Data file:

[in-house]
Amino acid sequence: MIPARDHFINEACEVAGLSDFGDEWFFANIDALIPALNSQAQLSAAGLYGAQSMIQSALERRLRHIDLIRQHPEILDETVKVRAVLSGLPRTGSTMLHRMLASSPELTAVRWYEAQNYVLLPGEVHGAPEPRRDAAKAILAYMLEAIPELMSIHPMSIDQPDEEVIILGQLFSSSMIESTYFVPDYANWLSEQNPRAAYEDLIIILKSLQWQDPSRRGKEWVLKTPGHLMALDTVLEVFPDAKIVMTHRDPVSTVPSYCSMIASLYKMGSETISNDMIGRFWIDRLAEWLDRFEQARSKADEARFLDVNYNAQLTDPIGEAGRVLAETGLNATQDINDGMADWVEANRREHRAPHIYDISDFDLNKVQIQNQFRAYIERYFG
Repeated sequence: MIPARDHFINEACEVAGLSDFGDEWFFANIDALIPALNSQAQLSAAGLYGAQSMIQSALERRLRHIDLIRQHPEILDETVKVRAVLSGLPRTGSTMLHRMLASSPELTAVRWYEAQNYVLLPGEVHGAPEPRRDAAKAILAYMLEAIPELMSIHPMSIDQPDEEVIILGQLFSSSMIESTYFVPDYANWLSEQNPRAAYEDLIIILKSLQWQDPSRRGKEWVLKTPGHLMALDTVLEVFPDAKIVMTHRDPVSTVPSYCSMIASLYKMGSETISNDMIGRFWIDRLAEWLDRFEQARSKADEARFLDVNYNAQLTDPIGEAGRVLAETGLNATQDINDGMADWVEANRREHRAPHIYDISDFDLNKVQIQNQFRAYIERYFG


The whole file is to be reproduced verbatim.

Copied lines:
[in-house]
Amino acid sequence: MIPARDHFINEACEVAGLSDFGDEWFFANIDALIPALNSQAQLSAAGLYGAQSMIQSALERRLRHIDLIRQHPEILDETVKVRAVLSGLPRTGSTMLHRMLASSPELTAVRWYEAQNYVLLPGEVHGAPEPRRDAAKAILAYMLEAIPELMSIHPMSIDQPDEEVIILGQLFSSSMIESTYFVPDYANWLSEQNPRAAYEDLIIILKSLQWQDPSRRGKEWVLKTPGHLMALDTVLEVFPDAKIVMTHRDPVSTVPSYCSMIASLYKMGSETISNDMIGRFWIDRLAEWLDRFEQARSKADEARFLDVNYNAQLTDPIGEAGRVLAETGLNATQDINDGMADWVEANRREHRAPHIYDISDFDLNKVQIQNQFRAYIERYFG
Repeated sequence: MIPARDHFINEACEVAGLSDFGDEWFFANIDALIPALNSQAQLSAAGLYGAQSMIQSALERRLRHIDLIRQHPEILDETVKVRAVLSGLPRTGSTMLHRMLASSPELTAVRWYEAQNYVLLPGEVHGAPEPRRDAAKAILAYMLEAIPELMSIHPMSIDQPDEEVIILGQLFSSSMIESTYFVPDYANWLSEQNPRAAYEDLIIILKSLQWQDPSRRGKEWVLKTPGHLMALDTVLEVFPDAKIVMTHRDPVSTVPSYCSMIASLYKMGSETISNDMIGRFWIDRLAEWLDRFEQARSKADEARFLDVNYNAQLTDPIGEAGRVLAETGLNATQDINDGMADWVEANRREHRAPHIYDISDFDLNKVQIQNQFRAYIERYFG